Hindemith: String Trio No. 1, Op. 34 - First and second movements
The Amar Trio (Caspar-P. Hindemith-R. Hindemith)
Recorded c. 1927
Polydor 66573 and 66574, two 78-rpm records
Link (FLAC files, 31.61 MB)
Link (MP3 files, 19.73 MB)

It isn't known whether more of the work (there are two additional movements) was recorded, but my hunch is that it was, and not passed for issue due to technical deficiencies, as pitch instability is evident on the last side actually issued.

Enjoy - and before anyone asks, these are all the Amar-Hindemith 78s I possess, for which I consider myself very fortunate indeed!

13 comments:

  1. What nice pieces!
    Thank you very much!

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  2. Million thanks!! Very great share!!

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  3. ******************thnx!!!!!

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  4. Bryan, Thanks for sharing. Interesting combination of labels on the Beethoven-
    cun-Hindemith. I've only ever seen the technicolour on acoustics. given the'
    ante-diluvian sound DG produced with the Brunswick light ray system [and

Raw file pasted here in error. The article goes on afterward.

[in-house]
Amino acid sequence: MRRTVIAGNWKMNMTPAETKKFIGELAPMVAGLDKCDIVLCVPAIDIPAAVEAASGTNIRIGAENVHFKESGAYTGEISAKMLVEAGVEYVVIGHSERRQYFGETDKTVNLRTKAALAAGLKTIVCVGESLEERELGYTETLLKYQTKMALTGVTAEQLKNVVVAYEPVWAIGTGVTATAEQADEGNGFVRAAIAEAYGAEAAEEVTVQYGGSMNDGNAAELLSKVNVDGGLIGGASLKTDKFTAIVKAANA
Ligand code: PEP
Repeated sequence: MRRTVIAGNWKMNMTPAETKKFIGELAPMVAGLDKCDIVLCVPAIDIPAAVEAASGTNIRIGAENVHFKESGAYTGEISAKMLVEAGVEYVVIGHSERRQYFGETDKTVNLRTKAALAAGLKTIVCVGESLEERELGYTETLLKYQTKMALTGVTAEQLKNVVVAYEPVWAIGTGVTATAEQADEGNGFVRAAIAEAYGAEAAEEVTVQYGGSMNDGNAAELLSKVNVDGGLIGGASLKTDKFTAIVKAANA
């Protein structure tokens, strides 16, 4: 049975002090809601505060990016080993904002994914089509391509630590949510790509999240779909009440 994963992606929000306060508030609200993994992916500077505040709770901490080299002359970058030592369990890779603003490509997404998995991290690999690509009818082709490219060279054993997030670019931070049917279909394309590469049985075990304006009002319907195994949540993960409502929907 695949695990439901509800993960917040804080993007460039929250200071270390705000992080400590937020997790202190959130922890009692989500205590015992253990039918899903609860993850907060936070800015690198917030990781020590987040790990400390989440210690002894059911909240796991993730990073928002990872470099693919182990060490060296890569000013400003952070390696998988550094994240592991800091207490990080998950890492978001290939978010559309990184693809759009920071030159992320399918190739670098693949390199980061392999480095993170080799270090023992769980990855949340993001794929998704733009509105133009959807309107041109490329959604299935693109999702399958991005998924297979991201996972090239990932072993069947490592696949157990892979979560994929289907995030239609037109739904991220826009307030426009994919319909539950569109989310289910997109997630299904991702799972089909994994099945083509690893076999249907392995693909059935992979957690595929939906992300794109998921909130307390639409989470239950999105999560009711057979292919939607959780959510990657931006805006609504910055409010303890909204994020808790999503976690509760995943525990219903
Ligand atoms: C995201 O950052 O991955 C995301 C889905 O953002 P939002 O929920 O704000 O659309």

with a horn rather than a microphone at that!] the GSE might be forgiven'for
    thinking the rec's acoustic. WERM perpetuated errors from GSE in more
    than one case, as they probably just copied, rather than check the records,
    which they might not have been able to do anyway. Given the volume of
    material, it's a wonder there weren't more errors than there are!

    Mike in Plovdiv

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    1. Mike, yes, I was mystified about the mixture of pressings myself; as well as the different styles for printing the info on the labels (Spanish or not, for instance, in the op22). WERM at least corrected GSE on thinking the Trio was an acoustic; I guess they had sense enough to realize 66573 was rather a late catalog number to be acoustic, but they perpetuated the mistake about the second-vs-third movement identification, which perhaps even GSE wasn't able to verify. The labels, as you will note, do not specify which movement is which, no doubt because the piece wasn't issued complete.